We don't just cover the North Bay. We live here.
Did You Know? In the first 10 days of the North Bay fire, nearly 1.5 million people used their mobile devices to visit our sites.
Already a subscriber?
Wow! You read a lot!
Reading enhances confidence, empathy, decision-making, and overall life satisfaction. Keep it up! Subscribe.
Already a subscriber?
Oops, you're out of free articles.
Until next month, you can always look over someone's shoulder at the coffee shop.
Already a subscriber?
We don't just cover the North Bay. We live here.
Did You Know? In the first 10 days of the North Bay fire, we posted 390 stories about the fire. And they were shared nearly 137,000 times.
Already a subscriber?
Supporting the community that supports us.
Obviously you value quality local journalism. Thank you.
Already a subscriber?
Oops, you're out of free articles.
We miss you already! (Subscriptions start at just 99 cents.)
Already a subscriber?

Nearly five years after it began to inundate the local housing market, the flood of foreclosures in Sonoma County shows little sign of receding.

After a brief dip this spring, mortgage defaults jumped 21 percent in Sonoma County during the third quarter, according to a new report issued Tuesday by DataQuick, a real estate information service based in San Diego.

Lenders sent default notices — the first step of the lengthy foreclosure process — to 896 borrowers in during the third quarter, up from 738 during the second quarter. In the same period a year ago, lenders sent 954 default notices to borrowers who had fallen behind on their mortgages.

Real estate agents who specialize in distressed properties doubt the latest figures signal a new wave of foreclosures. Instead, they expect a steady number of families will keep losing their homes for at least the next few years.

"It sounds like it's just more of the same," said John Binns, an agent with Creative Property Services. "We still have a huge backlog to get through and we're getting through it very slowly."

Every week, on average, 38 borrowers lose their homes in foreclosure proceedings. Overall, Sonoma County borrowers lost 493 homes in foreclosure during the third quarter, virtually unchanged from the second quarter.

Most of the loans were made between 2005 and 2007, when underwriting standards were notoriously lax.

The typical borrower was eight months behind on their mortgage payments by the time the bank sent out a default notice, DataQuick reported.

It took nearly 10 more months for the home to be taken back in foreclosure. A year ago, that time was about nine months.

One such home is a three-bedroom home on Rainier Avenue in Santa Rosa's Bennett Valley. The property was lost at auction to Wells Fargo Bank in August and for the last week has been receiving a thorough cleaning and painting in preparation for its sale.

"We'll have it on the market by next week," said Doug Solwick, broker/owner of Advantage One Real Estate in Santa Rosa.

Plenty of homeowners will "continue to struggle" to keep their homes until the economy improves and the county adds a large number of new jobs, Solwick said.

Large numbers of distressed properties continue to depress home prices, making it difficult for home builders to construct new houses — typically an important engine of economic growth.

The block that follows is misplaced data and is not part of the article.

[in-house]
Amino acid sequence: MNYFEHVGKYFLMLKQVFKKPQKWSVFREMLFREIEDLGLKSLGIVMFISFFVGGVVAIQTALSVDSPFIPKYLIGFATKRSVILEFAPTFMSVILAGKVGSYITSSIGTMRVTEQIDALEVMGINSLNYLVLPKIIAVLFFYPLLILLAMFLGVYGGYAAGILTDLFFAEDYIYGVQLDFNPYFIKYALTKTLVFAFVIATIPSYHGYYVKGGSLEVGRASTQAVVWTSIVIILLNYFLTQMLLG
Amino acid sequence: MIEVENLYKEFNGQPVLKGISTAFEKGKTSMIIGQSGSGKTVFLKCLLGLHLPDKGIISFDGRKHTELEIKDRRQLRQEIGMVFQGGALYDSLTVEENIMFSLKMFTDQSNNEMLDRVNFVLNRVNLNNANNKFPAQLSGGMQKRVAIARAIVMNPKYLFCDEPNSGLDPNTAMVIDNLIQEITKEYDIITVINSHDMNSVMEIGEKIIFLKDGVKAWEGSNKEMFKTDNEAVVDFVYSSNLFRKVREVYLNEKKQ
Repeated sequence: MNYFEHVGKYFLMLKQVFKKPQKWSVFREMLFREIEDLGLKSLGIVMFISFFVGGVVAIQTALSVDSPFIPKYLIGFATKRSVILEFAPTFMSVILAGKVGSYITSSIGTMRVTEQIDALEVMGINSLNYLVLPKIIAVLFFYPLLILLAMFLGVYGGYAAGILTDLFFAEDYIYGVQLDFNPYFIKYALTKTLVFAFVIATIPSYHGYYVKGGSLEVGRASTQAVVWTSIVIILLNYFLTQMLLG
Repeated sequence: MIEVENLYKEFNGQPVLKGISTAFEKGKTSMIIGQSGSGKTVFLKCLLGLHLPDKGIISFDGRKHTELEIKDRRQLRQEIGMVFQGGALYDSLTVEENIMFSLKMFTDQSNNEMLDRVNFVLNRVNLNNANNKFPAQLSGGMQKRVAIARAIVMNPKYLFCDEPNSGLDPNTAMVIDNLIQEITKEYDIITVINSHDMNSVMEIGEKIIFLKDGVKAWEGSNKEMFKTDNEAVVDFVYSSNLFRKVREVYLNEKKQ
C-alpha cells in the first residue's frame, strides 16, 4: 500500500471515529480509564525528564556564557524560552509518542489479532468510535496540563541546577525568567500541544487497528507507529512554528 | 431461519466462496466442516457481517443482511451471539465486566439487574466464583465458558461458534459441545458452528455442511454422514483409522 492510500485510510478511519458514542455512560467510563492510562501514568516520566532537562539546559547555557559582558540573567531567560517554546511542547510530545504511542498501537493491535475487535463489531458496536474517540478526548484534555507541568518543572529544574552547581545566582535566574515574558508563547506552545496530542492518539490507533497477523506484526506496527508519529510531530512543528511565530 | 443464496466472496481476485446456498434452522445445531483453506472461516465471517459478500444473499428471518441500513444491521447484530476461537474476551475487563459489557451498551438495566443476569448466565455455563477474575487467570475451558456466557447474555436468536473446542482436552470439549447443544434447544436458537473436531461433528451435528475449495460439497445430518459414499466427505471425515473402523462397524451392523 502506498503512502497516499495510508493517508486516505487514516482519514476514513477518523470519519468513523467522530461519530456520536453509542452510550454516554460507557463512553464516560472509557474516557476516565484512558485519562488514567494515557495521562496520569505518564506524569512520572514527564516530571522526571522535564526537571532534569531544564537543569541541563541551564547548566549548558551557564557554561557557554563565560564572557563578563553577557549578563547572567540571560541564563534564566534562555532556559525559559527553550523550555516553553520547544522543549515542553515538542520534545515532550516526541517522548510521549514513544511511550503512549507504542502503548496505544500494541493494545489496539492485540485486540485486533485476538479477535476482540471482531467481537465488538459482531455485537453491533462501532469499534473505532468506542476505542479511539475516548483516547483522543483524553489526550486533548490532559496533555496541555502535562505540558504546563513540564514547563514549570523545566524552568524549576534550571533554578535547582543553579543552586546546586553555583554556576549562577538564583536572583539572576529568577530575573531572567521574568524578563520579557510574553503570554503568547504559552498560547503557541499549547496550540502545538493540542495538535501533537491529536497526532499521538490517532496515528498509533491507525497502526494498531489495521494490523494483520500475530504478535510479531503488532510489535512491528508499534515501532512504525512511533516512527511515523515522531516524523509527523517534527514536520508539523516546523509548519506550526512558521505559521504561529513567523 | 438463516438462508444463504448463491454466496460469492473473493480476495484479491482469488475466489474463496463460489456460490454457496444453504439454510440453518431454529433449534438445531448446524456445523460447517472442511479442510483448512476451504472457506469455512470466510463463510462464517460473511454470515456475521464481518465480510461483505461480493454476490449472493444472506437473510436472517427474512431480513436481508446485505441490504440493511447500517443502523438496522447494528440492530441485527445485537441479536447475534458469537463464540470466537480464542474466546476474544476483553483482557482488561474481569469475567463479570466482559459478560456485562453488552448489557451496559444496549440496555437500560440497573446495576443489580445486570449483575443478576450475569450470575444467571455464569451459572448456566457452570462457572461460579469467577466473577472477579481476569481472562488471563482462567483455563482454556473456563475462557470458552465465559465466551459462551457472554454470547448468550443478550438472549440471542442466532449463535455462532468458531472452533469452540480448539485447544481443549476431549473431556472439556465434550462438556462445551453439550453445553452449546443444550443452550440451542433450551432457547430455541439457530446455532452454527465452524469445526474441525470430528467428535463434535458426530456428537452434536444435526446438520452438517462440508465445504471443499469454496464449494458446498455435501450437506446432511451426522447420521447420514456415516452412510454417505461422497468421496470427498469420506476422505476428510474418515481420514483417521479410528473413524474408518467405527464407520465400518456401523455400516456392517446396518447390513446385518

Default notices jumped in 2007 as a combination of risky loans and falling home prices put large numbers of homeowners in danger of foreclosure. Such notices reached a record 1,392 in the county during the first quarter of 2008.

That year, banks seized a record 2,820 county homes in foreclosure proceedings.

Even as foreclosures rose, home prices slid. The county's median home price peaked in summer 2005 at $619,000 before plunging to $305,000 in February 2009. Last month the median price was $350,000.

For the past two years, the number of foreclosures has dropped to about 2,000 annually, a figure the county is on pace to match again this year.

Statewide, mortgage defaults also jumped sharply during the third quarter. Lenders sent 71,275 default notices during the quarter, up 26 percent from the previous quarter but down 14 percent from a year earlier.

DataQuick President John Walsh suggested the number of default notices are unlikely to drop back to levels seen during the spring.

Sonoma County greenhouse gas emissions

The Santa Rosa-based Climate Protection Center estimated total Sonoma County emissions in 2016 at 3.4 million tons, compared to 3.5 million tons in 1990.

Share of 2016 emissions

Transportation: 70 percent

Natural gas use: 18 percent

Electricity: 9 percent

Solid waste: 3 percent

SOURCE: Climate Protection Center

"Obviously, some lenders and loan servicers have begun to plow through their backlogs of delinquent loans more aggressively," Walsh said.

Even so, agents rejected the idea that the banks at last will open the floodgates and foreclose promptly on all the homeowners who have stopped making their mortgage payments.

"We've been talking about this for two years," said James Madison, an agent with Coldwell Banker in Santa Rosa. "I just don't think it's going to happen."

Nonetheless, the backlog of foreclosures continues to impact the state's housing market. About a third of all houses and condominiums resold in California in the third quarter had gone through foreclosure in the previous 12 months.

Doug Del Fava, an agent with Frank Howard Allen in Santa Rosa, expects little change for foreclosure activity in the coming months.

"The numbers are going to fluctuate a little bit but I don't think they're going to go away any time soon," he said.

Terriann McGowan, broker/owner of Admiral Real Estate in Rohnert Park, said some experts now say it could be 2015 or later before the number of foreclosures significantly declines.

"We're kind of in a holding pattern," she said.

Show Comment